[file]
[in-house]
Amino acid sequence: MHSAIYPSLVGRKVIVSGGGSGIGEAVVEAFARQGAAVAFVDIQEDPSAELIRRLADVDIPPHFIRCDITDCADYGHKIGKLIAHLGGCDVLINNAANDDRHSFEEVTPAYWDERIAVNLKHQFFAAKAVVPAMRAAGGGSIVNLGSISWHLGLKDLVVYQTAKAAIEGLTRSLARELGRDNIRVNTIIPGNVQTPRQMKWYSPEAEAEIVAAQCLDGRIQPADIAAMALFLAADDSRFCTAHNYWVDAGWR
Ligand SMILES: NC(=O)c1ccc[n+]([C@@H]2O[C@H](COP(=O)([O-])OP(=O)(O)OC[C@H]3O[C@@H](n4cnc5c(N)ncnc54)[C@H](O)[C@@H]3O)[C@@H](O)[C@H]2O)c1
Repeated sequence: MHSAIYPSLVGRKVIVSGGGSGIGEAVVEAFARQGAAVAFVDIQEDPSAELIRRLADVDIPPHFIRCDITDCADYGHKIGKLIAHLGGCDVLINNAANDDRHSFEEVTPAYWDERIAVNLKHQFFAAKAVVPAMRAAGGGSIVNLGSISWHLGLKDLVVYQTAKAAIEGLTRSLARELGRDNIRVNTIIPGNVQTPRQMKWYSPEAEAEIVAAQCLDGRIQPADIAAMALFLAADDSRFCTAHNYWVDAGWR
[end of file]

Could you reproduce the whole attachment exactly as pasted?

[in-house]
Amino acid sequence: MHSAIYPSLVGRKVIVSGGGSGIGEAVVEAFARQGAAVAFVDIQEDPSAELIRRLADVDIPPHFIRCDITDCADYGHKIGKLIAHLGGCDVLINNAANDDRHSFEEVTPAYWDERIAVNLKHQFFAAKAVVPAMRAAGGGSIVNLGSISWHLGLKDLVVYQTAKAAIEGLTRSLARELGRDNIRVNTIIPGNVQTPRQMKWYSPEAEAEIVAAQCLDGRIQPADIAAMALFLAADDSRFCTAHNYWVDAGWR
Ligand SMILES: NC(=O)c1ccc[n+]([C@@H]2O[C@H](COP(=O)([O-])OP(=O)(O)OC[C@H]3O[C@@H](n4cnc5c(N)ncnc54)[C@H](O)[C@@H]3O)[C@@H](O)[C@H]2O)c1
Repeated sequence: MHSAIYPSLVGRKVIVSGGGSGIGEAVVEAFARQGAAVAFVDIQEDPSAELIRRLADVDIPPHFIRCDITDCADYGHKIGKLIAHLGGCDVLINNAANDDRHSFEEVTPAYWDERIAVNLKHQFFAAKAVVPAMRAAGGGSIVNLGSISWHLGLKDLVVYQTAKAAIEGLTRSLARELGRDNIRVNTIIPGNVQTPRQMKWYSPEAEAEIVAAQCLDGRIQPADIAAMALFLAADDSRFCTAHNYWVDAGWR